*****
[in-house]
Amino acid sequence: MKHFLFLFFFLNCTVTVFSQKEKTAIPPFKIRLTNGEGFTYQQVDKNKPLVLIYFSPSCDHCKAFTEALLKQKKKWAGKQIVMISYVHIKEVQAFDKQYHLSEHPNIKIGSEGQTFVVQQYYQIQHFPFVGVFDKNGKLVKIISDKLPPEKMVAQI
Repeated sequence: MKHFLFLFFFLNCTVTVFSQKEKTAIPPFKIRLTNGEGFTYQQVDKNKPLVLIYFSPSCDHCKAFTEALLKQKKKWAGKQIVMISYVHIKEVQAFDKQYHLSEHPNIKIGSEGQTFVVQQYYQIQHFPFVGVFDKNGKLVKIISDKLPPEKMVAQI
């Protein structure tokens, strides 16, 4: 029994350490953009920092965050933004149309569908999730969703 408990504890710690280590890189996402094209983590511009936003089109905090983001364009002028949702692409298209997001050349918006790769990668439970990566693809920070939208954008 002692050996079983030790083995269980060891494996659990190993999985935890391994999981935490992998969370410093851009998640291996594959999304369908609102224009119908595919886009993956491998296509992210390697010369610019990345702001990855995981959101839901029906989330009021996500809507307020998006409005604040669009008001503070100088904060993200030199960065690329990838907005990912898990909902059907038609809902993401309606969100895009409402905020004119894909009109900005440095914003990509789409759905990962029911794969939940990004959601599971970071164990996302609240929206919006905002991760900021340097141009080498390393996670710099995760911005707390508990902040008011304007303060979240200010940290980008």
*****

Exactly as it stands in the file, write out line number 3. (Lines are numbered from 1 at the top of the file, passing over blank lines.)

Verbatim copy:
Repeated sequence: MKHFLFLFFFLNCTVTVFSQKEKTAIPPFKIRLTNGEGFTYQQVDKNKPLVLIYFSPSCDHCKAFTEALLKQKKKWAGKQIVMISYVHIKEVQAFDKQYHLSEHPNIKIGSEGQTFVVQQYYQIQHFPFVGVFDKNGKLVKIISDKLPPEKMVAQI